The Colgate Scene
September 2005

Letters
The Colgate Scene welcomes letters from readers. We reserve the right to edit letters for brevity and clarity.
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. . . I fondly remember my Colgate graduation, steeped in tradition and wool sweaters, in 1997. The professors leading the student procession led me through my four years and influenced my life as much as the friends I made. The one thing, in hindsight, that was missing from the graduation ceremony is eloquently identified by Thomas Friedman in a June 10 New York Times editorial: my inspirational high school teachers.

Behind every Colgate student there is a drive for knowledge, a supporting family, and a slew of high school teachers who identified and encouraged their learning potential. Friedman describes a program at Williams that allows graduating seniors to nominate high school teachers that inspired them, from which the college chooses four to bring to and honor at graduation. What an amazing way to bring the past, present, and future together, and to recognize the achievement of the high school teacher along with the graduating student. I think Colgate should look into adopting a program like this.

. . .The July edition of the Scene exemplifies change at Colgate with the picture on the cover, a very attractive female person of color. A far cry from the all-male, mostly veteran population of the '40s and '50s. We were diversified in every manner. Our lives were built on traditions set down over 150 years and enforced by the teachings of Earl Daniels, Pat Foley, Rest Fenner Smith, H.B. Jefferson, and many other great intellects, minds, and humors. Suffering through the Depression and World War II molded our minds towards developing a new society to eliminate the sins of our parents, and create diversity in education and the work force. To be liberal in 1949 meant that one believed in affirmative action, becoming involved in government at all levels, and, of course, support for the United Nations.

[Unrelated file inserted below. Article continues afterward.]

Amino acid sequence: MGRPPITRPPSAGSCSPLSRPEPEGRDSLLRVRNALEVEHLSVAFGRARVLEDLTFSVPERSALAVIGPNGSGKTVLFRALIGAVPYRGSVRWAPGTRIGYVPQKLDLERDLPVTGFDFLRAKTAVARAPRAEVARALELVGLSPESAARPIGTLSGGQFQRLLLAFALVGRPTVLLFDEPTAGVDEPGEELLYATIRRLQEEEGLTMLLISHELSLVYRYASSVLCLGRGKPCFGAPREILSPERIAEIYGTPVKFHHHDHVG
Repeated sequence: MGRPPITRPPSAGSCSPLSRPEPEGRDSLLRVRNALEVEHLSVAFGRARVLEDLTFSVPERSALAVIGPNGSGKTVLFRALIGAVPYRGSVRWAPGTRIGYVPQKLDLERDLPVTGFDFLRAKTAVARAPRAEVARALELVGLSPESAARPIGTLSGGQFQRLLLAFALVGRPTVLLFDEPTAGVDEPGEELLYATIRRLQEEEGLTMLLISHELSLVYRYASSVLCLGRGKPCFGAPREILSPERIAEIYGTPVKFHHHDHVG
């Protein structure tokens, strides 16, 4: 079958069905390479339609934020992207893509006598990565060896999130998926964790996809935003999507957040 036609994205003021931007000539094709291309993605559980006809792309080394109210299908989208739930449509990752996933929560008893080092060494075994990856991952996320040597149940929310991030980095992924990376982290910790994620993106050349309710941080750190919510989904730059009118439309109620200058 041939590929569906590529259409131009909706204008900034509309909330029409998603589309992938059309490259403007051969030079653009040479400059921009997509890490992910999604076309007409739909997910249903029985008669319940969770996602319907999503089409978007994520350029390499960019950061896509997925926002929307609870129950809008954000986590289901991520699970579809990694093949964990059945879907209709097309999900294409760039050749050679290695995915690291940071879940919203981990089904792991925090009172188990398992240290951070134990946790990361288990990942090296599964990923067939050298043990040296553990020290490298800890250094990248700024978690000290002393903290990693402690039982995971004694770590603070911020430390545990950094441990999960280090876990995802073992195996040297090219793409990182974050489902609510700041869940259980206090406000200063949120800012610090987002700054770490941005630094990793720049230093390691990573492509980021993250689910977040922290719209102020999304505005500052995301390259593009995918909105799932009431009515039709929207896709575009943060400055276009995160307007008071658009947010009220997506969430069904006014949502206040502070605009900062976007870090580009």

In no way was our generation going to detract from past generations as has been witnessed with the letter by Holly E. Nye '82 (May 2005).

We older alumni have gracefully accepted the demise of baseball, the amazing rise of women's sports, coeducation, diversification, and most recently the obvious effort to eliminate the Greeks.

What is difficult to understand is how a university can plead for donations on one hand then spend hundreds of thousands to purchase 90- to 100-year-old Greek buildings and not come forward in announcing the true agenda? We recognise the Greeks are on their way out in the East at the same time they are expanding at a rapid pace in the ultra-liberal far west universities and colleges. Greeks will be missed by some and eventually become forgotten. Colgate will move forward in new directions and very few will care.

The question remains: change -- is it constructive? Or is it just change for change's sake?

. . . John G. Roberts Jr., the nominee to replace the Honorable Sandra Day O'Connor as an associate justice on the U.S. Supreme Court, has an indirect Colgate connection. The New York Times reproduced a letter written in 1966 by young Roberts to the founding headmaster of La Lumiere School in La Porte, Ind., asking to be admitted to that school. The recipient was my Deke brother, James Moore '50.